PICNIC BREAKFAST. This is a great idea to maximize your waning summer days by getting an early start (especially if you have early risers). They may think a picnic is ho-hum for dinner, but breakfast? Now you’ve retooled a picnic into something cool. And if you pick up some donuts at one of Lake Oswego’s newest bakeries, Fills, I’m sure you won’t get any complaints. While you’re in the Lake Grove neighborhood, you can grab a coffee at Café Marzocca next to Riccardo’s (watch for Ovation Coffee opening soon in Mercato Grove) and something yummy at Babica Hen or La Provence. West Waluga Park would make a perfect destination with covered picnic shelter, playground, nature paths, dog park and even adult fitness equipment (for working off those donuts!)

REDO DAY. This one might take a little planning but have everyone submit their favorite memories from this summer and then see how many of them you can incorporate into one day. Maybe stipulate it has to be memories created in and around Lake Oswego to keep it feasible. Who knows? You could end up at the swim park again with this one! If it was my family, we probably would.

LAST CHANCE DAY. Instead of repeating things you’ve already done, here’s everyone’s chance to cast their vote for doing something they haven’t had a chance to do yet this summer. Maybe you’ve been meaning to try one of those smoothies from Lola’s Café Bar or one of their innovative cocktails like the Carrot Ginger Margarita or the Blueberry Superfood Mojito. Or you haven’t gotten around yet to checking out the new lower soft trail at Iron Mountain Park that intersects with the Iron Mountain/Springbrook Park Loop. The time for procrastinating is gone—just do it!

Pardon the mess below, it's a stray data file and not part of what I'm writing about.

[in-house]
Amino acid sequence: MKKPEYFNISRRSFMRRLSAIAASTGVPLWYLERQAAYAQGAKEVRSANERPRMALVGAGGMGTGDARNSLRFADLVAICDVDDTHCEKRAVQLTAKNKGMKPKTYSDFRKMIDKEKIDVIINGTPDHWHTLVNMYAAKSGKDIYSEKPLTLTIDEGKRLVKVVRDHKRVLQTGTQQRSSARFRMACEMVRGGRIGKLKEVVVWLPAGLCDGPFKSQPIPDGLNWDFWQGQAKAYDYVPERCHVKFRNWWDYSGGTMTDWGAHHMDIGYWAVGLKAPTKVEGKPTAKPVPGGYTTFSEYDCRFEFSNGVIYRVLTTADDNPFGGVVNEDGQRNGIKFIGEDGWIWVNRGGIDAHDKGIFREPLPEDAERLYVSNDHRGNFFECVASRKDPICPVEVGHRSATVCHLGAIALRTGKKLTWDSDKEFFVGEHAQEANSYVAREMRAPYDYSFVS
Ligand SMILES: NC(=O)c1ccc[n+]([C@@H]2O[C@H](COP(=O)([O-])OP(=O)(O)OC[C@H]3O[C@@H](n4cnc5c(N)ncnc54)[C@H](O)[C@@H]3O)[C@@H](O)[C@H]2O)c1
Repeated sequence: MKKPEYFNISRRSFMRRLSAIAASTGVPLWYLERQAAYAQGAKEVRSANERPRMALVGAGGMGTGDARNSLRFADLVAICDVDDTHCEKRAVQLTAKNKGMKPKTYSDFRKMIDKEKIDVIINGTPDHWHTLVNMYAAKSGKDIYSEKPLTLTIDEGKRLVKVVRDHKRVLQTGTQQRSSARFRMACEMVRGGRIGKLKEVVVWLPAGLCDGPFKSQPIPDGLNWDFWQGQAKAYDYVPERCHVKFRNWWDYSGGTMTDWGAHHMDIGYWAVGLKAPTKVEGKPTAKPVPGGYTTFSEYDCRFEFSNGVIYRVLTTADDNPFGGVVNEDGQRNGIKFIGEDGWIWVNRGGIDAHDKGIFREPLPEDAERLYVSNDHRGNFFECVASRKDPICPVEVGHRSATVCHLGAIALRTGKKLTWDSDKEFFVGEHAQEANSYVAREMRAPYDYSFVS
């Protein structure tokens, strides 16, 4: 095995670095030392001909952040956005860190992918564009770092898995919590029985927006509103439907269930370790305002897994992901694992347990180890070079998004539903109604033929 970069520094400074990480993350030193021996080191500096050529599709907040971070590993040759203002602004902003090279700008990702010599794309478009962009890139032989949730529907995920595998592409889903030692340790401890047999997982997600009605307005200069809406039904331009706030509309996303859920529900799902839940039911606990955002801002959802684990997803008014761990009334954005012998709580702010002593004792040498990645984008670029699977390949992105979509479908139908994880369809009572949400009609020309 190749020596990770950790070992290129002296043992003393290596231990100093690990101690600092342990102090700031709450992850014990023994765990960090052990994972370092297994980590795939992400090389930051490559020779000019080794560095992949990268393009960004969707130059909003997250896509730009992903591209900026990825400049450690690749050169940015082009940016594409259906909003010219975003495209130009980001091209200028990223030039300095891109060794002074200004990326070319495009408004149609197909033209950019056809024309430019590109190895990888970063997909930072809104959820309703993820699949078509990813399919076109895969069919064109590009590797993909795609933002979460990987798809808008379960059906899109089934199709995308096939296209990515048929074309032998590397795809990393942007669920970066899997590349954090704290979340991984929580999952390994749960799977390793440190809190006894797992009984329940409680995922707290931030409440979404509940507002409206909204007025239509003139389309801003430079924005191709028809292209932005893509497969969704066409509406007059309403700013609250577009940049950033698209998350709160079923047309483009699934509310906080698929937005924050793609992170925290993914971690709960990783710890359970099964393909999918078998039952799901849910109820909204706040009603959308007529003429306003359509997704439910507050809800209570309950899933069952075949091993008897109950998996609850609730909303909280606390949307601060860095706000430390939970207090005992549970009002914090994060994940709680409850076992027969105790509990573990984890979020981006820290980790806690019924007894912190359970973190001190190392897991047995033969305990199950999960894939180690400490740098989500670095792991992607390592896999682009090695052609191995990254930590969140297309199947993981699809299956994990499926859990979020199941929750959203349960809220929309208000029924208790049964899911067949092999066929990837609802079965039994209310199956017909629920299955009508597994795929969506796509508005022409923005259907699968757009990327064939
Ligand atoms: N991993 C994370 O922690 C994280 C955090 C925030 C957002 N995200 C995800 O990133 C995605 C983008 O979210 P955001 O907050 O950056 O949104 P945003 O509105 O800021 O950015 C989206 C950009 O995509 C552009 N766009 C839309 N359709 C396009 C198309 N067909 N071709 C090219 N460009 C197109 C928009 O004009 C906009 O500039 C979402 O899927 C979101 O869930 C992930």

BARNYARD BOLT. What better way to spend the last weekend of summer getting sweaty, dirty, wet and silly with your family?! Maneuver through an obstacle course complete with sprinkler splashes, bubbles and other challenges. Saturday, August 28 from 10:00 a.m. to 2:00 p.m.  $18/person. Register online under your preferred staggered start time for #23227.

House hunting can also be a fun way to see the summer out and I’m happy to oblige by showing you and your family around. Just give me a call at 503.939.9801, email me at costellok@hasson.com and/or check out my website.

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Everything You Wanted to Know About Lake Oswego Easements But Didn’t Know Who to Ask

With the warm summer we’ve had in Lake Oswego, home buyers are very interested in looking at homes with easement rights.

Question: What are easement rights?

Answer: There are approximately 3000 homes in Lake Oswego whose properties come with deeded access to the lake when they join one of 20 lakefront easements for boating and recreational use of Oswego Lake. As the Lake Corporation explains, “Each easement is governed by its own individual set of by-laws and has its own volunteer board of directors. Facilities and rate structures vary from easement to easement.”